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Music and ballet

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Are there sources anyone can recommend on "ballet for musicians." I'm a classically-trained and experienced composer (PhD. Eastman School of Music) who would like to learn more about ballet. I know the music of Romeo and Juliet, The Rite of Spring, and other ballets very well as music,and now would like to know them as dance. I remember when I was quite young having the opportunity to discuss Romeo and Juliet with the British dance historian Peter Brinson at Banff School of Fine Arts, and from then on have realized how rich this tradition is.

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Welcome to Ballet Talk, GNicholls! It is always wonderful to hear from someone wanting to learn more about ballet. If you are in a city that is home to a major ballet company, the best thing you can do is attend some performances. Youtube also has plenty of ballet, and DVD's of complete ballets are readily available. Our forum includes a section called Ballets in Detail, which you might find interesting. Please feel free to write about the performances you see and ask any questions you have.

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Hans is right. The best way to learn about ballet is to watch it. George Balanchine's "See the music; hear the dance" expresses it well.

I've also found that some books -- biographies, etc. -- are very informative about the process by which music is composed or revised for dance. You may already be familiar with Roland John Wiley's Tchaikovsky's Ballets, Charles Joseph's Stravinsky and Balanchine, Stephen Walsh's 2 volumes on Stravinsky, and Simon Morrison's work on the ballet music of Prokofiev. Morrison, a musicologist, has worked on versions of Pas d'Acier and Romeo and Juliet, the latter for Mark Morris's dance company, as well as writing about the ballet music of Ravel, Shostakovich and others.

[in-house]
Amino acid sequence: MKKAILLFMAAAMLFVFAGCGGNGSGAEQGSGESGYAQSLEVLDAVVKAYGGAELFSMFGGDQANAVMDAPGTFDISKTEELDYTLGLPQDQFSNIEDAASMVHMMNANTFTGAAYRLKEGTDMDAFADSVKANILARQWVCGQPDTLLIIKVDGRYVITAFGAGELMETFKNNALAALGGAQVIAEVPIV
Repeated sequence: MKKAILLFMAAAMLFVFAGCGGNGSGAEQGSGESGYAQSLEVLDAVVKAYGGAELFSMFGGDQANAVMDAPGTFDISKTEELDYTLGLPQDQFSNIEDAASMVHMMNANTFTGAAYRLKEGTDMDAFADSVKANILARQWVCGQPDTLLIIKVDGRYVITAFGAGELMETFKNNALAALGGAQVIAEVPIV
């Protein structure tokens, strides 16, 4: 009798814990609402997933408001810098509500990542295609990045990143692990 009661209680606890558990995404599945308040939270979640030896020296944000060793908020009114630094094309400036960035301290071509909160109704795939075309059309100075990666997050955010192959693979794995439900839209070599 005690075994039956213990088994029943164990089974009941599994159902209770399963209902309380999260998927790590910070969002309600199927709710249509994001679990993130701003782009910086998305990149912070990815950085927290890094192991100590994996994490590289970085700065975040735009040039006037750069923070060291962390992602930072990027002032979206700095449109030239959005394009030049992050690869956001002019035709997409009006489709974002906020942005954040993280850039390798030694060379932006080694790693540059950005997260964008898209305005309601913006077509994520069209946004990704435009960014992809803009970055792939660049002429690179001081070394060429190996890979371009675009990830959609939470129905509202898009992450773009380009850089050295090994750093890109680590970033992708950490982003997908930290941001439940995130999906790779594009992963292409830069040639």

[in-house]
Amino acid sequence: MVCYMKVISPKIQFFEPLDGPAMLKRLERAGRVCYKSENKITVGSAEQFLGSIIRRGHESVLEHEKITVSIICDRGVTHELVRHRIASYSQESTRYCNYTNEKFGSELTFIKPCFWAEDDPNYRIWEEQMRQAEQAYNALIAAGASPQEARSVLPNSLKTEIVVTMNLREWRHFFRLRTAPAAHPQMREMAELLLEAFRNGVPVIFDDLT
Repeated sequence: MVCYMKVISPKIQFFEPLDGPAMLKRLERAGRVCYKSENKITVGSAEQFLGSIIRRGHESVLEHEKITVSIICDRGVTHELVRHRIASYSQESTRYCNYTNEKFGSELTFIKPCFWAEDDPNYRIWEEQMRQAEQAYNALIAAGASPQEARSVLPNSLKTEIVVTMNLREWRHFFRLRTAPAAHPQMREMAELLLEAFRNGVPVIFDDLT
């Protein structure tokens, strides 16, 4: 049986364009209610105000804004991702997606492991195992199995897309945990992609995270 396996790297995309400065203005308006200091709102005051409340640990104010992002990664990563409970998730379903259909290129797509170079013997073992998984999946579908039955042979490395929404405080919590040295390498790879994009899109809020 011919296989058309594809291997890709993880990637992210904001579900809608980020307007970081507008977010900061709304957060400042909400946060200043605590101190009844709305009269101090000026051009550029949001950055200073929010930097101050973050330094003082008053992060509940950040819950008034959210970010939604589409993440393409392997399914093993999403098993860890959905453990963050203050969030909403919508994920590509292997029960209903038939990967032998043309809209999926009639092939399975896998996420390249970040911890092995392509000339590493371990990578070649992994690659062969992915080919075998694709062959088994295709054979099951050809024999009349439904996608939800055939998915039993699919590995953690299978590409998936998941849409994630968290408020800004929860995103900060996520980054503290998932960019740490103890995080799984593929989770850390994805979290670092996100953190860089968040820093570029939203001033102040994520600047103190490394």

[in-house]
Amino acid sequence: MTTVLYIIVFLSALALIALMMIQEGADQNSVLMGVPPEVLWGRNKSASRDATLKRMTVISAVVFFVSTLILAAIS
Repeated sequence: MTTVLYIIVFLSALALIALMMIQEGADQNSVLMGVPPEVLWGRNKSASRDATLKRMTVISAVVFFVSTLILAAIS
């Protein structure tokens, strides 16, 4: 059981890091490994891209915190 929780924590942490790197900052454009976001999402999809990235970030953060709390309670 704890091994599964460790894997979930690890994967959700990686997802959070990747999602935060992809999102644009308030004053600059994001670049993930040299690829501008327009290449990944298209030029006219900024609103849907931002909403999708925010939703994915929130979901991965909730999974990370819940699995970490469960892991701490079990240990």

Good luck on your journey. I hope you'll keep us informed as you move along.

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Welcome to Ballet Talk GNicholls! Enjoy!

Thank you Cygne! I'm using this reply to jump in with some general comments.

(1) On the "Discovering the Art" forum I have found Alexandra's introductory posts very clear and useful. She says,"Russian Imperial Ballet and the age of spectacle -- does NOT match what was going on in other arts, namely Realism." Concerning opera this is partly true, when you think of Italy and the verismo operas of Mascagni, (Cavalleria Rusticana), Leoncavallo (I Pagliacci) and Puccini (La Boheme, etc.). But I think that the stage always tends towards spectacle, and the late 19th century (La belle epoque) was prosperous enough to support it. The mythological subject matter of operas such as Wagner's Twilight of the Gods and Parsifal, or Debussy's symbolist Pelleas and Melissande, led to magnificent spectacles too.

(2) I was taught by the Wagner musicologist Robert Bailey to understand the history of music composition in 25-year periods, based on the dates of birth of major composers. This lets us understand Wagner (1813) and Liszt (1811) as CONTEMPORARIES of Mendelssohn (1809), Chopin (1809), and Schumann (1810), while people who think of Wagner and Brahms (1833) as contemporaries are quite mistaken. I've found it is incredibly useful to me to think that way at least for 19th and 20th century composers -- whether it applies to choreographers I don't know.

(3) Apropos of your name, Cygnet, there are beautiful swans in the lagoons of Toronto Island and I'm heading over there this weekend to escape the city!

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